just remember, millions of years of evolution gave you the foot you have now. you were born to move, and you were born to NOT strike your heel on the ground... that's why it hurts when you do it.

if you can't run barefoot, check out vibramfivefingers.com they are the next best thing.

The human foot is a masterpiece of engineering and a work of art.
- Leonardo da Vinci

Jones - I don't run barefoot but I did switch to a shoe with minimal support. Speaking to a few other people who switched too, running with less support for us at least, helped to change our stride. You feel the impact on your feet and change automatically - whereas in a shoe you're cushioned and don't feel it.

And yes, you start getting calluses on your foot you didn't use to have.

I think the high school track runner's comment above said it best...namely that running barefoot is exhilarating. For me not only is it exciting to run barefoot (or actually I cheat and use barefoot shoes) but it is a very liberating feeling.

But besides the feeling you definitely feel your feet getting stronger. Besides sore calves I haven't been getting the same kinds of foot pain that I used to when I run.

I'm happy to see the research supporting what I had already started to conclude...that barefoot is good for you.

Oh yeah, also wanted to mention a good article that was posted that had a video interview with Dr. Lieberman (guy who did the study)...definitely worth checking out.

http://barefootrunningshoes.org/2010/01/28/more-research-results-shoes-bad-barefoot-good/

I’m an orthopedic surgeon and runner. I have been advocating barefoot or minimalist-shoe running for years. I wrote an article on the topic that has garnered quite a bit of attention. See: http://www.quickswood.com/my_weblog/2006/08/athletic_footwe.html#more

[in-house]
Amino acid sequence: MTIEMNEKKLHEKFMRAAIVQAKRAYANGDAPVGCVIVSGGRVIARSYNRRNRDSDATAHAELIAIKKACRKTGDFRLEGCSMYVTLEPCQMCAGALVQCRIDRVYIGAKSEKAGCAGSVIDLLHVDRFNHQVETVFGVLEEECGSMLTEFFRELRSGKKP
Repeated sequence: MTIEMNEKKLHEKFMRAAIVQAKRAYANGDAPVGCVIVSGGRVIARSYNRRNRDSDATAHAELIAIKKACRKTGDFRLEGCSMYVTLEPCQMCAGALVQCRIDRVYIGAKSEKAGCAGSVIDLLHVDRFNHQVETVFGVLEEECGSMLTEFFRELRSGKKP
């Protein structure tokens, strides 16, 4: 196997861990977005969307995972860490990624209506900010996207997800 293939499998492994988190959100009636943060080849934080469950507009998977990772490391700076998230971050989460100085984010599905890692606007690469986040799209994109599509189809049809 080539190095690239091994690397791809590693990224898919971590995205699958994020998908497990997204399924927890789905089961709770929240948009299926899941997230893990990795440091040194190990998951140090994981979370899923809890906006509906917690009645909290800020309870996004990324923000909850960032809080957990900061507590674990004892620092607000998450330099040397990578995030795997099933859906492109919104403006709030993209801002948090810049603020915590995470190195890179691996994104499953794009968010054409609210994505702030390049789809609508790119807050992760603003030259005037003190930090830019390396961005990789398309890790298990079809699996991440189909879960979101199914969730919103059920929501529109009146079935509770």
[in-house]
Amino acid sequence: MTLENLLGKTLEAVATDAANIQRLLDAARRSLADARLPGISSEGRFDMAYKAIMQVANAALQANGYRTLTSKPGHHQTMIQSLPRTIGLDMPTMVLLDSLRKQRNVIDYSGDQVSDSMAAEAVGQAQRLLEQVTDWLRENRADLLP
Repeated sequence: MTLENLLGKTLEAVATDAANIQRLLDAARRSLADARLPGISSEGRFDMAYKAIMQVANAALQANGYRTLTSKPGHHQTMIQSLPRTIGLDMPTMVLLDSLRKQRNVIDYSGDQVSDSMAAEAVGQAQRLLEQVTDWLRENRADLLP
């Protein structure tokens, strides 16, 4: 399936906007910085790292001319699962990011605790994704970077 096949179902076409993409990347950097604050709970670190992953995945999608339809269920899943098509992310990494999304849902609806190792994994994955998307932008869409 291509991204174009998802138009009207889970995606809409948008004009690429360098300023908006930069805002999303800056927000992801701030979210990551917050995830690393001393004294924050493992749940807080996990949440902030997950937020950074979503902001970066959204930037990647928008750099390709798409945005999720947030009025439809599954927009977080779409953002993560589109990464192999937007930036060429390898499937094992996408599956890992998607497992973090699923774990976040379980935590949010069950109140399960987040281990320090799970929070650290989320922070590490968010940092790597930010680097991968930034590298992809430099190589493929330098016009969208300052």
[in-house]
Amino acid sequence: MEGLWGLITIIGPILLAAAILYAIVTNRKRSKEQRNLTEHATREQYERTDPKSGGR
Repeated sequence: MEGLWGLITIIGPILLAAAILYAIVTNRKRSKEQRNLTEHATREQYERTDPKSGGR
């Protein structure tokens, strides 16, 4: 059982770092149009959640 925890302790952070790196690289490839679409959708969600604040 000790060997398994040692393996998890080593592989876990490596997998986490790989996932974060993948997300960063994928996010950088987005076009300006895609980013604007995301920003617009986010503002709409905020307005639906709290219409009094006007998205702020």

Cheers and happy running.

Running barefoot has allowed me to run again. I used to be very active in running in high school. Then freshman year of college my knees started hurting badly. Two years out of college I started barefoot running and haven't had the pain yet. While mine is just one experience, I am sure that others will have the same. As for arch support: I "had" low arches. Exercising my feet by running barefoot has dramatically increased my arch prevalence.

Yes, if you go barefoot on a beautiful grass, or a somewhat smoother surface. But try to go on a road paved with stones as way and then see how you feel. You like beating yourself in the foot pegs. I'm not saying it is not healthy but it's pretty hard to do so.

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About Picture of Health
Meredith CohnMeredith Cohn has been a reporter since 1991, covering everything from politics and airlines to the environment and medicine. A runner since junior high and a particular eater for almost as long, she tries to keep up on health and fitness trends. Her aim is to bring you the latest news and information from the local and national medical and wellness communities.

Andrea K. WalkerAndrea K. Walker knows it’s weird to some people, but she has a fascination with fitness, diseases, medicine and other health-related topics. She subscribes to a variety of health and fitness magazines and becomes easily engrossed in the latest research in health and science. An exercise fanatic, she’s probably tried just about every fitness activity there is. Her favorites are running, yoga and kickboxing. So it is probably fitting that she has been assigned to cover the business of healthcare and to become a regular contributor to this blog. Andrea has been at The Sun for nearly 10 years, covering manufacturing, retail , airlines and small and minority business. She looks forward to telling readers about the latest health news.